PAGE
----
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The heavy Russian burden

We fear that in the short term, the collapse caused by the Russian closure will become more evident and, that with it, the price will inevitably fall again.

Monday 3 March 2014 (4 years 9 months 10 days ago)

In the last comment we pointed out that "A few days ago Russia forbade the imports of pig meat and its derived products from the whole of the European Union." A month has gone by and many more things have happened.

Some ten days ago, Poland detected a case of African Swine Fever in its territory, so its exports have been cut off independently of their destination. This is a new element to be added to the already present turmoil.

Historically, Russia has bought between 4 and 5% of all the EU pig production. In absolute terms this represents an immense amount of meats and cuts. The radical closure of this destination has represented and represents a jigsaw that is difficult (if not impossible) to solve.

In the whole of Europe, the price of pig has fallen in February as a consequence of the closure of the Russian market. In Spain, the drop has been moderate up to now, and in the last two market sessions there have almost been no changes. The price of meat has fallen (some cuts have plummeted), but the abattoirs have not been able to transfer this drop to their purchase price, and this is probably due to their zeal to slaughter any animal alive and kicking.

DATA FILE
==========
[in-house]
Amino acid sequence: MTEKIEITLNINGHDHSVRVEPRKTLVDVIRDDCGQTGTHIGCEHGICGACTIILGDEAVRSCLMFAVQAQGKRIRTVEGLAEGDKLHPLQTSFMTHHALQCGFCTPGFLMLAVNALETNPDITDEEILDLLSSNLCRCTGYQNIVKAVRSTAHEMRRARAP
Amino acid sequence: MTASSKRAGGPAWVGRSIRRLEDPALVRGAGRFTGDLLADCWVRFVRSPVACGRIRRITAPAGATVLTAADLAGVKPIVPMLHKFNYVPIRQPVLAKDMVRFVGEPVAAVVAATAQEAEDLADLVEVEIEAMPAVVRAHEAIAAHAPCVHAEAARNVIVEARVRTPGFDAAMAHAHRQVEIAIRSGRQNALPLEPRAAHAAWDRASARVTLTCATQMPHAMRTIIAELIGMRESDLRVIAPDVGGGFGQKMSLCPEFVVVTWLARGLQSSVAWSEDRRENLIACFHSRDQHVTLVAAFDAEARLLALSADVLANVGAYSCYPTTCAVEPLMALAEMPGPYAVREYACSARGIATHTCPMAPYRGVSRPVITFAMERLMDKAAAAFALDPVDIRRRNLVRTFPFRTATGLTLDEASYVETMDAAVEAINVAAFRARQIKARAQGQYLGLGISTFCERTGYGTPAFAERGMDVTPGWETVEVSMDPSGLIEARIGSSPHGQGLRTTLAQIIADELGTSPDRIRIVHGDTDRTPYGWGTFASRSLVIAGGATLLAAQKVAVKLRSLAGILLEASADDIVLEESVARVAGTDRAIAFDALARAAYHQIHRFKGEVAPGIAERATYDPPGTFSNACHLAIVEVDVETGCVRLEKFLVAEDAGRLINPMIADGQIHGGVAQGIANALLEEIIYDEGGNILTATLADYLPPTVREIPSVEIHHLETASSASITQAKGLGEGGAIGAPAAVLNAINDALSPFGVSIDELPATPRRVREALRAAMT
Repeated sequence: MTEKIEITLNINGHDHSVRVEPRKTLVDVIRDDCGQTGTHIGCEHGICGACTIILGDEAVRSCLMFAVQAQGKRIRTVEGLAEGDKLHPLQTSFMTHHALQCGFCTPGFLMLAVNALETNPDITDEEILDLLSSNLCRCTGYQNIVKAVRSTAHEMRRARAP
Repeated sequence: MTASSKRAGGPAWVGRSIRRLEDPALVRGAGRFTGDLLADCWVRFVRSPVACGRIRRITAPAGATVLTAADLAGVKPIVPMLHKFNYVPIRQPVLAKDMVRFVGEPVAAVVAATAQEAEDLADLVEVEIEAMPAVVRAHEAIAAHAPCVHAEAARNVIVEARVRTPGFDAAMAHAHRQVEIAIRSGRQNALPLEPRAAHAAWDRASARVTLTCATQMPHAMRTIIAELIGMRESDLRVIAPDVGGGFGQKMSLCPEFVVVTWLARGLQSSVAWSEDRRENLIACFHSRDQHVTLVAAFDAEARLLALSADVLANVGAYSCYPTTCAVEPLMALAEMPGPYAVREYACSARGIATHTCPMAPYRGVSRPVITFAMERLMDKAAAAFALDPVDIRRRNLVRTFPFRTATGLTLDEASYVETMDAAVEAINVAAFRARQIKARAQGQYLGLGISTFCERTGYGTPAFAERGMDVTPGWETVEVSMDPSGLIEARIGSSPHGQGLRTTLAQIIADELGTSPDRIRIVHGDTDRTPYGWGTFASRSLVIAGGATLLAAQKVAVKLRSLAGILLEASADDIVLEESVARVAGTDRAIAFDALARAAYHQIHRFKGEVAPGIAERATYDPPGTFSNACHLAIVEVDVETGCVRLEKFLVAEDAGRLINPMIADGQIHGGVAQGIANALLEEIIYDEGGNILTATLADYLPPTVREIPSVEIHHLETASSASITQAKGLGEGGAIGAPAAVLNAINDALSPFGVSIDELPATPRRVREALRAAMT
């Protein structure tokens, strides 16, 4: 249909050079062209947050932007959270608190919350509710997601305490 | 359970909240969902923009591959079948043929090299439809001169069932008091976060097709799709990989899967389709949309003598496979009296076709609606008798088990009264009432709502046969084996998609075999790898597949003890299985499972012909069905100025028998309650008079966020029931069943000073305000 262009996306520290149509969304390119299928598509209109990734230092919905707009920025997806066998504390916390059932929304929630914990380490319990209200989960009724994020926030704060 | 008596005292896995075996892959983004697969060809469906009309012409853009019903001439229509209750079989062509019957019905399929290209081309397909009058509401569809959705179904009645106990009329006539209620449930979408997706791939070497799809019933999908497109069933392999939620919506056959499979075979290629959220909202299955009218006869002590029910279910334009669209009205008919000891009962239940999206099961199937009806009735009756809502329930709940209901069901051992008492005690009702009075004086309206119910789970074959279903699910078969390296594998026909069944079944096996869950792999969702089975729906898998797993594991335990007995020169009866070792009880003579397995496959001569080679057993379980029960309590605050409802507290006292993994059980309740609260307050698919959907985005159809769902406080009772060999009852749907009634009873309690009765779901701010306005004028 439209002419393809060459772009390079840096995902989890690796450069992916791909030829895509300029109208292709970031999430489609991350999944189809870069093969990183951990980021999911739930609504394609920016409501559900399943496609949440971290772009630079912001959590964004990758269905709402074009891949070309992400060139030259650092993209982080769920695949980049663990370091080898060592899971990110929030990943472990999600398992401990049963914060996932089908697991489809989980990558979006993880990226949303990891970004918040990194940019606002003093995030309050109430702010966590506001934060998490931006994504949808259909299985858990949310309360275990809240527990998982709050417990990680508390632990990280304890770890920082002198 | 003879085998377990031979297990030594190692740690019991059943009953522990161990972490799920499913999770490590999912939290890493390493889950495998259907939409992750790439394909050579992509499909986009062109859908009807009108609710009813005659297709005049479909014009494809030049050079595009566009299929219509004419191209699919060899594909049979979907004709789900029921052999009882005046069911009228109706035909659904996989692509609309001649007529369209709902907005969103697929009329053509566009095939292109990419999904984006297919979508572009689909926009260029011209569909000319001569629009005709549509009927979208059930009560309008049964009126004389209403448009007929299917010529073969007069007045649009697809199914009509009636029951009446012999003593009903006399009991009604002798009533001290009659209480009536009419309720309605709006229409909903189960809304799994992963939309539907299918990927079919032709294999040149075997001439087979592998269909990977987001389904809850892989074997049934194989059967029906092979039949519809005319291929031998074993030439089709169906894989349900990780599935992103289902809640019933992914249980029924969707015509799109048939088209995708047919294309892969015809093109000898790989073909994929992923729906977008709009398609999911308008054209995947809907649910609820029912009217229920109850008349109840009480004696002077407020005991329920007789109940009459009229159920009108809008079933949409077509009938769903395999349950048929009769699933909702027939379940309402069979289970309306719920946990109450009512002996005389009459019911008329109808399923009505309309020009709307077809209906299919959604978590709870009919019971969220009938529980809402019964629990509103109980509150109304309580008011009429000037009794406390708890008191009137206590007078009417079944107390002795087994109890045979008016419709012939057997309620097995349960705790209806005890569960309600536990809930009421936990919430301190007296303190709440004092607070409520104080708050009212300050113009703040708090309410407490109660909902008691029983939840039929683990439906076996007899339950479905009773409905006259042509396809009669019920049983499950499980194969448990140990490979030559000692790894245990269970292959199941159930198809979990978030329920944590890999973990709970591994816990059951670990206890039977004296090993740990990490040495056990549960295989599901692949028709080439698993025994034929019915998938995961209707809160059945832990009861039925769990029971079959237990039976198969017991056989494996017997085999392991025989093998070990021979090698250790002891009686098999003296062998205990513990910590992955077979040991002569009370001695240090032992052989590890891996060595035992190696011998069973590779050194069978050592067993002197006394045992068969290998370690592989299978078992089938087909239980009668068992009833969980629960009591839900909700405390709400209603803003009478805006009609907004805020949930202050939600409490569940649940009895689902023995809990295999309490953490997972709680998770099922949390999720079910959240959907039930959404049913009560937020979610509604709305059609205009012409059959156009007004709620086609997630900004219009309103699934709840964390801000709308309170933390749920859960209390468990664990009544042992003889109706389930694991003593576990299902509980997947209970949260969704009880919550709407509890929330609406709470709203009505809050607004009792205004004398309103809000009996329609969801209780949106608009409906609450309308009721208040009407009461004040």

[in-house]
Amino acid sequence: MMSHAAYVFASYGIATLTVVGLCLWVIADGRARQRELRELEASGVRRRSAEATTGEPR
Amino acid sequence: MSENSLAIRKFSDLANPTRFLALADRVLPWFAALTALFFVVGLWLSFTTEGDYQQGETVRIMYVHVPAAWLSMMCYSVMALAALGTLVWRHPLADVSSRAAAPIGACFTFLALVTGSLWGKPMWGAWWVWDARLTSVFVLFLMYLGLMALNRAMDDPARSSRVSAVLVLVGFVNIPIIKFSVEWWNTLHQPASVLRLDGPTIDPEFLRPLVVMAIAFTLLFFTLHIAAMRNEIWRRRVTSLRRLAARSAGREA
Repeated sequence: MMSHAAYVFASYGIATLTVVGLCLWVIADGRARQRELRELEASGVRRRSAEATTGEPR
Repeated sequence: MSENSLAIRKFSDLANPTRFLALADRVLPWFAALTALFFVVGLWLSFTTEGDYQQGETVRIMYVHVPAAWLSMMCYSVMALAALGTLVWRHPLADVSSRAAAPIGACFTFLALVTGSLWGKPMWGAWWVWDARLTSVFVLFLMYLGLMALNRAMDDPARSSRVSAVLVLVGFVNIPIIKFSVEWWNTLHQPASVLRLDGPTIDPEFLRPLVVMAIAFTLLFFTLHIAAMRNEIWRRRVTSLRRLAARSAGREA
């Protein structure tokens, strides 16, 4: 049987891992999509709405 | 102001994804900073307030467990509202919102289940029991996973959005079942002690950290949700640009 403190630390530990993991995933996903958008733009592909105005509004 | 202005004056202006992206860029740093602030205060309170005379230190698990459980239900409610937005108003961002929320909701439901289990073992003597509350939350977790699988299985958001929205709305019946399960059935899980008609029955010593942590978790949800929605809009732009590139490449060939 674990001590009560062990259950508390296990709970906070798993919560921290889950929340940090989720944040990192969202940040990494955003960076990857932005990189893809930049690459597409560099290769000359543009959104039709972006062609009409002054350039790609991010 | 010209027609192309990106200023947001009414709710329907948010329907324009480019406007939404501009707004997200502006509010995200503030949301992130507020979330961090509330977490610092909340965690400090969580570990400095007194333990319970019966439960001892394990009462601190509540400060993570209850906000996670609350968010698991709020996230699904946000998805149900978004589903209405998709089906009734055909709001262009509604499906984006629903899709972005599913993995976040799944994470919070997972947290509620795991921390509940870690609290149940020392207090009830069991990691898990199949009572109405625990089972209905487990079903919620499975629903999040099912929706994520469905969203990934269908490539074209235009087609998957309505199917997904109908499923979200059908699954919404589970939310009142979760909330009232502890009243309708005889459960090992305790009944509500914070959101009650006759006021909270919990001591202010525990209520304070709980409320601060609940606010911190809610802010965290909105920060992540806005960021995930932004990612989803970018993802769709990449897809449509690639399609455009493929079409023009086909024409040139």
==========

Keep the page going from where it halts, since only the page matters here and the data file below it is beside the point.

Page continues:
We are facing an uncertainty situation full of unknown factors. On the short term, any upward reaction seems impossible. Only a reopening of the Russian market would change things, but this does not seem probable (Russia has already announced that it accepts pig meat from US that, up to now, was considered unsuitable due to the presence of ractopamine).

A great part of the meat that cannot be exported to Russia has been frozen and remains in the deep-freeze chambers. Another part (fats) disappears from the market and is being destined to non-human consumption uses (fats for feeds, industrial fats): these uses would be unthinkable if the prices were those in a normal market situation. Weeks go by and the tonnes build up.

We very much fear that in the short term the collapse will be more evident and that, with it, the price will inevitably drop again. Whatever happens from now on, year 2014 will be atypical. The stocks generated up to now will weigh down the market for months. We still have to see if the EU starts a private stockage operation (this should happen if, as it seems, there are no changes in the short term).

It all points towards year 2014 being a good year (maybe even an extraordinary year) for the processing industry.

As we have pointed out some many other times, we can only wait and see.

The Irish writer Oscar Wilde declared: "Sometimes we can spend years without living at all, and suddenly our whole life is concentrated in a single instant.”

Guillem Burset

Guillem Burset

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